Kitchen Covet | Stainless Steel in the Kitchen

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    Stainless steel initially gained popularity in the 50s and 60s in industrial kitchens for its hygienic properties and ease of cleaning. The sleek, modern appearance of the material soon caught the attention of residential designers and homeowners, leading to its widespread use in residential kitchens. Today, the material is used in the kitchen for a myriad of reasons, including its durability and resistance to high temperatures, its reflective properties, which in turn brighten and open up spaces, as well as its compatibility with a range of other materials commonly found in modern kitchens, such as wood and stone. In this second instalment of ‘Stainless Steel in the Kitchen’, we’re showcasing seven new kitchens that highlight this beloved industrial-grade material’s versatility and enduring appeal.

    Knokke-Heist Home

    Location: Knokke-Heist, Belgium

    Design: Nathalie Deboel

    In the Belgian seaside town of Knokke-Heist, Nathalie Deboel has designed a kitchen that embraces both the soft and the hard. “For us, it’s a story about contrast and harmony; the concrete beam and the stainless steel, in combination with the softer palette of polished concrete floors and clay wall finish,” she says. The hand-crafted stainless steel door panels impart an industrial feel to the space, without feeling overpowering.

    Magpie House

    Location: London, UK

    Design: DGN Studio

    In a charming terrace house in London’s east, DGN Studio have sought to reflect its design-inclined owners through a mid-century inspired material palette. The heart of the home, the C-shaped kitchen, is designed with function in mind, offering ample storage and bench space while employing hard-wearing materials, including stainless steel for both the countertops and splashbacks. The client’s old stainless-steel Gaggenau oven completes the space.

    Residential Castillon

    Location: Vers-Pont-du-Gard, France

    Design: Studio Le Cann

    Studio Le Cann have designed a textural bed and breakfast with a stainless-steel-clad kitchenette in the ancient village of Vers-Pont-du-Gard in the south of France. “We always work within very minimalist envelopes and like finding creative ways to open them up,” Studio Le Cann co-founder Guillaume Fantin says, one being the use of reflective materials like stainless steel.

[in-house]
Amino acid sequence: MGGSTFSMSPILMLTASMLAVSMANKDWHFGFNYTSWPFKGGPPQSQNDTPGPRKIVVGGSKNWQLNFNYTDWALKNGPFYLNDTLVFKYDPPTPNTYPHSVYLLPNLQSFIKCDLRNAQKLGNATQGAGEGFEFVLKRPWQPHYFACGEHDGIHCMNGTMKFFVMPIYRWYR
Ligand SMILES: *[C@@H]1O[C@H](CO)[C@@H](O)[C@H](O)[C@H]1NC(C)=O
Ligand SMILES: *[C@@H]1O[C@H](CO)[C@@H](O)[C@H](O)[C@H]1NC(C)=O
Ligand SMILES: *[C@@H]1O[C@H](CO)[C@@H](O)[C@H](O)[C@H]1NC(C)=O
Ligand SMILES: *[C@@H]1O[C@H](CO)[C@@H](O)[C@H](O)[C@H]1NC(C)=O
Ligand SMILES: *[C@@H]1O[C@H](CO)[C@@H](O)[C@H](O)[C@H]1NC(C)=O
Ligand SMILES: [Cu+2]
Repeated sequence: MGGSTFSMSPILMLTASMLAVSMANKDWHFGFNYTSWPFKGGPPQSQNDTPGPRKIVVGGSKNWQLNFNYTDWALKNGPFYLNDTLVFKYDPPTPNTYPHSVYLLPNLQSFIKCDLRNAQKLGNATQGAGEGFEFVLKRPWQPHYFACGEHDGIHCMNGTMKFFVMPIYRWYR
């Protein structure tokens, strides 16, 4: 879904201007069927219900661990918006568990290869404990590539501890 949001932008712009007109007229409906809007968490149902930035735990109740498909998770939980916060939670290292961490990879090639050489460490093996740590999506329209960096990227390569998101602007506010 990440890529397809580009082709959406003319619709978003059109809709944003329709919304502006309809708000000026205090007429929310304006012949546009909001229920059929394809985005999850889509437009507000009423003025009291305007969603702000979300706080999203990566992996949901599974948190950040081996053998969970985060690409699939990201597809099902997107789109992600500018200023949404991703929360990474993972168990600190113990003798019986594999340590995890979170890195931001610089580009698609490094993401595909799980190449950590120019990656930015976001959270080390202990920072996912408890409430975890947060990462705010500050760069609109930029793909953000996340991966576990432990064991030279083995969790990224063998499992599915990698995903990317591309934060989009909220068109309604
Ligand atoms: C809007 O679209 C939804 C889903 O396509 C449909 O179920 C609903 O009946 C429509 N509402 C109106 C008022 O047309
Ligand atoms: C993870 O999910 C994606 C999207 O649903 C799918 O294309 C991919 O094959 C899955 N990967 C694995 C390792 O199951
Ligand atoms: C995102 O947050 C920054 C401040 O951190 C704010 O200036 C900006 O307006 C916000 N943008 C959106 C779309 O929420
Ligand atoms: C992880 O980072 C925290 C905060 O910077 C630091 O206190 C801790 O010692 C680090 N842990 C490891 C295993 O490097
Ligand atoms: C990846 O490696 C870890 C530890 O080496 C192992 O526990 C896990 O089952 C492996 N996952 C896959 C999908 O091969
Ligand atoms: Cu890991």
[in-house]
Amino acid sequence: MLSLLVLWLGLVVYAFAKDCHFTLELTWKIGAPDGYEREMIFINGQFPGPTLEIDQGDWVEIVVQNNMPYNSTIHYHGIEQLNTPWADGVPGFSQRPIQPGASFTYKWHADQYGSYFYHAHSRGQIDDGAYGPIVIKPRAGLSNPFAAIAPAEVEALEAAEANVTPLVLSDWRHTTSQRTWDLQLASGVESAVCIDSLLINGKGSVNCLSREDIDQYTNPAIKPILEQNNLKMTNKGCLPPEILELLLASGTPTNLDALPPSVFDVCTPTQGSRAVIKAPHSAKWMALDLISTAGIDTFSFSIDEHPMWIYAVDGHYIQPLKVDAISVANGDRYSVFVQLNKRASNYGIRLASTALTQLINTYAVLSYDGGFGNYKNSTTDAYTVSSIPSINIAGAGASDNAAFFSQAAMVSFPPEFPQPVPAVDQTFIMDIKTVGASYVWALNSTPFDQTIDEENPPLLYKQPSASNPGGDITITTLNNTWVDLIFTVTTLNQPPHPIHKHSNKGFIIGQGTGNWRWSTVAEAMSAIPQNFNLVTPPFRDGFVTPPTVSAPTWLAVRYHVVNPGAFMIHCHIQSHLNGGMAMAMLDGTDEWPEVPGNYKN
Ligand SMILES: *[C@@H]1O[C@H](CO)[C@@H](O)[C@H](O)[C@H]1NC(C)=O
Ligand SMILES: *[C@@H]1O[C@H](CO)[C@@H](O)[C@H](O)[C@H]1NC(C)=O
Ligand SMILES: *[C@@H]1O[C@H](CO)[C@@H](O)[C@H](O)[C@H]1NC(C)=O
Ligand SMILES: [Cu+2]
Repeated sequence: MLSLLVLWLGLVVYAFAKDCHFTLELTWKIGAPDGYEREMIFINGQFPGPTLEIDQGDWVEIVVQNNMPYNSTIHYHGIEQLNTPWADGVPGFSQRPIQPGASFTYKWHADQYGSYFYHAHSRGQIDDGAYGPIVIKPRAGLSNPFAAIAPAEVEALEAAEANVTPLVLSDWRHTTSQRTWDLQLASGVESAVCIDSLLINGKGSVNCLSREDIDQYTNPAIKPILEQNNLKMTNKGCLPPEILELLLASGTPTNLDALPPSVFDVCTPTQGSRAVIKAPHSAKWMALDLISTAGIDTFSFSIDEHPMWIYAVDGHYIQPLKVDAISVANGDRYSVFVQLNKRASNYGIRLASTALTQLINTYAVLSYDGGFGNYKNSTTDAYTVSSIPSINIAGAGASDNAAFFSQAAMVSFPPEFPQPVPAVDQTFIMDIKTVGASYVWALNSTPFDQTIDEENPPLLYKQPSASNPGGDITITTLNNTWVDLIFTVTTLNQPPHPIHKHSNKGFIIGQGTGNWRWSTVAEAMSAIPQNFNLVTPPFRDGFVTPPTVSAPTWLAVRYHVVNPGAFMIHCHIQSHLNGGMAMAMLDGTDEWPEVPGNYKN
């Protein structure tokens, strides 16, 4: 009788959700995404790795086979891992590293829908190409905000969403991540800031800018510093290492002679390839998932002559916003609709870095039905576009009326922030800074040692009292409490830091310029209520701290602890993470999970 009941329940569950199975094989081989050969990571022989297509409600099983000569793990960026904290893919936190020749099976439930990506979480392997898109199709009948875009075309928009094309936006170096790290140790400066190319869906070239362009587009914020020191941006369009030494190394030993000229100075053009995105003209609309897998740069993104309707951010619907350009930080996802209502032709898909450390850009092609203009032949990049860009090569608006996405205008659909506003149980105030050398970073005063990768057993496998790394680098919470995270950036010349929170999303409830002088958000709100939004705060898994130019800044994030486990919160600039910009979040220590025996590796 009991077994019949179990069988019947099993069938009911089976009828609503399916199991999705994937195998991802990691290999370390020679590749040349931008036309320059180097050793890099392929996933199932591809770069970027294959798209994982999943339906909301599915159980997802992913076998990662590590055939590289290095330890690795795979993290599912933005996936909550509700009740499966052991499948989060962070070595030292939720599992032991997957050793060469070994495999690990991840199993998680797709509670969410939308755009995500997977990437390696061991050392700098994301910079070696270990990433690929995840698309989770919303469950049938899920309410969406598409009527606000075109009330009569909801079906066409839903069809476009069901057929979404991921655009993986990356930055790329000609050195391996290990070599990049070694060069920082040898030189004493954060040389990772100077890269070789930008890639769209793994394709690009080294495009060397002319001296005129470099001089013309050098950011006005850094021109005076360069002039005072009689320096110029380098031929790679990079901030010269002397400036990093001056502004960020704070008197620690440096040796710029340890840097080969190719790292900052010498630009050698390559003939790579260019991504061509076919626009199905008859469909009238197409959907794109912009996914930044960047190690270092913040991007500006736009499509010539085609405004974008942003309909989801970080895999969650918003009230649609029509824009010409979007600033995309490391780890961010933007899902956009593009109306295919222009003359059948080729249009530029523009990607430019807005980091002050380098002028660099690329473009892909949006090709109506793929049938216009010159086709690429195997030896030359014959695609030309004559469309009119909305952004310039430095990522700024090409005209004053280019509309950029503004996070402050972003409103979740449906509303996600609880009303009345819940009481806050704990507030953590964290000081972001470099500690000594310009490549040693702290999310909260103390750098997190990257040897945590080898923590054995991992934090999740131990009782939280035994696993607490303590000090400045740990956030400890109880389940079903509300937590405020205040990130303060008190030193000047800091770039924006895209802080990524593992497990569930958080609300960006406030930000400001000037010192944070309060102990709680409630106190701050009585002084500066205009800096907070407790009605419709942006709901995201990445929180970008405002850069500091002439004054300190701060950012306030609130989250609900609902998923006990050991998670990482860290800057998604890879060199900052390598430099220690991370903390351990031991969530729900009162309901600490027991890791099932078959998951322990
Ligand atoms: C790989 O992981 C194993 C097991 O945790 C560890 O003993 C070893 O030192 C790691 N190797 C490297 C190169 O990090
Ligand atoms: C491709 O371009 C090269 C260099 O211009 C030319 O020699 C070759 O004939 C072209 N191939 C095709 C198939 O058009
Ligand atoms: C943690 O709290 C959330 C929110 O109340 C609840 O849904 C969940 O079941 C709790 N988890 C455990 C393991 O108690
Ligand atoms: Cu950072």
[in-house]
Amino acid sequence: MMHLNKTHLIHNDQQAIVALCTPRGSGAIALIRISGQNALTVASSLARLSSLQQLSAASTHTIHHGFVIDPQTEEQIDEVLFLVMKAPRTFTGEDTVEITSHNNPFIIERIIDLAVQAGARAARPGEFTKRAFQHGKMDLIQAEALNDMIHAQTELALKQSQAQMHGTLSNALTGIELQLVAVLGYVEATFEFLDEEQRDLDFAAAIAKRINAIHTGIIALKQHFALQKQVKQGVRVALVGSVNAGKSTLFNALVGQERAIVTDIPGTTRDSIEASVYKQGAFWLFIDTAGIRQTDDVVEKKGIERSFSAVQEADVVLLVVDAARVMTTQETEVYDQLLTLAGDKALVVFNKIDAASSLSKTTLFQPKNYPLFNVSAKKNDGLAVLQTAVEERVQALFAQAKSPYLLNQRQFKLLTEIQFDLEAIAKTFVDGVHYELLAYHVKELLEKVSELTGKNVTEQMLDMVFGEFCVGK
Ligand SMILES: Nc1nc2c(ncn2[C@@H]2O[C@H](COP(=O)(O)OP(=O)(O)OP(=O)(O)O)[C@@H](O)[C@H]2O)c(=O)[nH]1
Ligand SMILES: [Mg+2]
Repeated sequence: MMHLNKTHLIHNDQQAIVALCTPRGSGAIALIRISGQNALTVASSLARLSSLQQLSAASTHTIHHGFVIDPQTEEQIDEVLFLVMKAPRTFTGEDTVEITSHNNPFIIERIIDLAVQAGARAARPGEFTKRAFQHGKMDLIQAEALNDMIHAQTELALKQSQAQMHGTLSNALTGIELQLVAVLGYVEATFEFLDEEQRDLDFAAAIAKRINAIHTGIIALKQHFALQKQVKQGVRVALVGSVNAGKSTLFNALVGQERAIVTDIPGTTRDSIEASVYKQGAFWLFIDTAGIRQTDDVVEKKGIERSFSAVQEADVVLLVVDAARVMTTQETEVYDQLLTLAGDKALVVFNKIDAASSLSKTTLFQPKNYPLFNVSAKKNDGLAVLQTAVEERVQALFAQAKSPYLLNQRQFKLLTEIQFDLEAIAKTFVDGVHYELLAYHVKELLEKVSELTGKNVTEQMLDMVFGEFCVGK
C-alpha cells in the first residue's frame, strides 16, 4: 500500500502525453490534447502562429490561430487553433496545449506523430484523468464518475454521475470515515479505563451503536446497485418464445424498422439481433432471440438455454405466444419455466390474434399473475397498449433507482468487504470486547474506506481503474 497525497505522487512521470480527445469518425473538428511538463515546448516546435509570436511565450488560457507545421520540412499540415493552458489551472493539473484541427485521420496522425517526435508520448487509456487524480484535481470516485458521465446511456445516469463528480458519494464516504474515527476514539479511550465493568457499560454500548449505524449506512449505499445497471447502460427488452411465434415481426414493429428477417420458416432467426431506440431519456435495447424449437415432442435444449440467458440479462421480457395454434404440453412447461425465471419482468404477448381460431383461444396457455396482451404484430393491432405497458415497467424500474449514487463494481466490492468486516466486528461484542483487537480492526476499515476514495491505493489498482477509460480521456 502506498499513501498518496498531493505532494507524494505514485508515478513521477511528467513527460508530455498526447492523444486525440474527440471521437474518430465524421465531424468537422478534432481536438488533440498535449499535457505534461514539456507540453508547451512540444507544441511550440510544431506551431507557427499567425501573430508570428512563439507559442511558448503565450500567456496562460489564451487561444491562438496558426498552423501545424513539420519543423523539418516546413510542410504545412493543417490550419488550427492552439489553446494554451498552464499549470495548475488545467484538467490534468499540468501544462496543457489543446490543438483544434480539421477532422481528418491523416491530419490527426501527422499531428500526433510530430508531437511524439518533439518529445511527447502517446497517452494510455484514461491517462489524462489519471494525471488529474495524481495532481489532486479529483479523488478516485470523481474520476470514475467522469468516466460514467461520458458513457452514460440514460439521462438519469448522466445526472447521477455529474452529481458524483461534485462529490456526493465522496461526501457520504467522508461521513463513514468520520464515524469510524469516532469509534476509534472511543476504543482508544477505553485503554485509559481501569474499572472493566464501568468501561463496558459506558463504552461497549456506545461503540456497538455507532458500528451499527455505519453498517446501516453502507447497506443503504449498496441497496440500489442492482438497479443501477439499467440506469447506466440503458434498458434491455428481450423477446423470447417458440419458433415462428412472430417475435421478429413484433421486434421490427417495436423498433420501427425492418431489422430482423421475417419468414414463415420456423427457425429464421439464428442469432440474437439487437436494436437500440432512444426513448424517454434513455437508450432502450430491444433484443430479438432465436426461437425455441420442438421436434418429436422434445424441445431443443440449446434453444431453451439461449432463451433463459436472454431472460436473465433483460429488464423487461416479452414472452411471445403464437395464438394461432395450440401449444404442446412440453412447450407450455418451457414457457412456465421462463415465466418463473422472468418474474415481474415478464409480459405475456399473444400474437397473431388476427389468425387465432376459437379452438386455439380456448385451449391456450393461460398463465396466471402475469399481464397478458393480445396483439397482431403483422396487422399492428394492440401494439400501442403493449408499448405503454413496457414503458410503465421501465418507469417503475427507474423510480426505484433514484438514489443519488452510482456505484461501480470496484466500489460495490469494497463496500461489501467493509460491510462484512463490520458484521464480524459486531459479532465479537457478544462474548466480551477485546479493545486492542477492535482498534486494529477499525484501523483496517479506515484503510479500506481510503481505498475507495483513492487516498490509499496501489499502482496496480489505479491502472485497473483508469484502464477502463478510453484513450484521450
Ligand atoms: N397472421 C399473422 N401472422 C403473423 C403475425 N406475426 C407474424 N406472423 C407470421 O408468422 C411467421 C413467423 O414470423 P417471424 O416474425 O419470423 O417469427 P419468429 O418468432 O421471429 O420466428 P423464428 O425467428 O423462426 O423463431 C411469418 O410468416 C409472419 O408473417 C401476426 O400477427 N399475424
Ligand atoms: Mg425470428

Architect Bram Van Cauter’s Antwerp Home

    Location: Antwerp, Belgium

    Design: Studio Okami

    This Belgian architect’s home is situated on the bend of Antwerp’s Scheldt river, inside an early 1970s Brutalist building. The apartment is characterised by the juxtaposition of raw concrete and metallic materials, namely, a light-blue steel staircase and a monolithic stainless-steel kitchen island. “The kitchen island was approached as a sculptural addition to the space, just like the spiral staircase,” Bram says. The kitchen’s appliances are concealed behind a stainless steel wall unit inspired by American artist Donald Judd.

    Spring Street

    Location: Melbourne, Australia

    Design: March Studio

    This apartment, designed by March Studio, is situated within a heritage-listed Brutalist-style building in Melbourne’s CBD. The mesmerising silver-lined ceiling engenders a motif of reflective materials, including stainless steel, in the kitchen. March Studio co-founder Rodney Eggleston cites 70s optimism as a source of inspiration for these reflective materials: “At the time, architects were introducing reflective materials as a way of opening spaces up.” He also notes the owners’ background in the hospitality industry as a motivation for the stainless-steel kitchen.

    Designer Michele Pasini’s Milan Home

    Location: Milan, Italy

    Design: Storagemilano

    Storagemilano co-founder Michele Pasini has a passion for designing with metals, often wrapping metal sheets around furniture and blocks. The kitchen in his own Milan apartment is indicative of this, with the stainless-steel-wrapped kitchen island offering a stark contrast from the traditional, hand-painted ceiling.

    Apartment Canal Saint Martin

    Location: Paris, France

    Design: Rodolphe Parente

    In this restored 19th-century apartment in Paris’ Canal Saint-Martin neighbourhood, Rodolphe Parente has sought to balance the heritage elements of the space and the new, more expressive elements. This is typified in the kitchen, where the designer has paired stainless steel, travertine and warm pink tones with the space’s existing Haussmannian features – namely, the ornate wall details and timber floors. “There must be a form of friction between heritage and creativity – areas of resistance and discontinuity. This is really what the kitchen is about,” he says.

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